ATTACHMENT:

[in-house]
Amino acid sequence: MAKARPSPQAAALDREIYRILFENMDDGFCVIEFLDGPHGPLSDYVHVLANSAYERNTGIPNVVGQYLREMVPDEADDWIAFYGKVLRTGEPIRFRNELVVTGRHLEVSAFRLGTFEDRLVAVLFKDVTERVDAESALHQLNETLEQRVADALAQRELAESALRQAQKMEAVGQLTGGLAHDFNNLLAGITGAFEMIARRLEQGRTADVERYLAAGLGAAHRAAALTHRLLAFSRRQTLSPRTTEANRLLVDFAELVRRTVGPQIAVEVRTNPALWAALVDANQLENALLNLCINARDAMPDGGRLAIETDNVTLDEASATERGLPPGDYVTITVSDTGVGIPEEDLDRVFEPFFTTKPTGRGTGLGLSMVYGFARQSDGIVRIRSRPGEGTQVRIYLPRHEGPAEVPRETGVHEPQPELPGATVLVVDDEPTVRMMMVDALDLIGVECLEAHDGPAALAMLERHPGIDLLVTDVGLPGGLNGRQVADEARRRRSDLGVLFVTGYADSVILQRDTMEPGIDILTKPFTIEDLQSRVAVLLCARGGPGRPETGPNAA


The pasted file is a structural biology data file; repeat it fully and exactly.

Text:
[in-house]
Amino acid sequence: MAKARPSPQAAALDREIYRILFENMDDGFCVIEFLDGPHGPLSDYVHVLANSAYERNTGIPNVVGQYLREMVPDEADDWIAFYGKVLRTGEPIRFRNELVVTGRHLEVSAFRLGTFEDRLVAVLFKDVTERVDAESALHQLNETLEQRVADALAQRELAESALRQAQKMEAVGQLTGGLAHDFNNLLAGITGAFEMIARRLEQGRTADVERYLAAGLGAAHRAAALTHRLLAFSRRQTLSPRTTEANRLLVDFAELVRRTVGPQIAVEVRTNPALWAALVDANQLENALLNLCINARDAMPDGGRLAIETDNVTLDEASATERGLPPGDYVTITVSDTGVGIPEEDLDRVFEPFFTTKPTGRGTGLGLSMVYGFARQSDGIVRIRSRPGEGTQVRIYLPRHEGPAEVPRETGVHEPQPELPGATVLVVDDEPTVRMMMVDALDLIGVECLEAHDGPAALAMLERHPGIDLLVTDVGLPGGLNGRQVADEARRRRSDLGVLFVTGYADSVILQRDTMEPGIDILTKPFTIEDLQSRVAVLLCARGGPGRPETGPNAA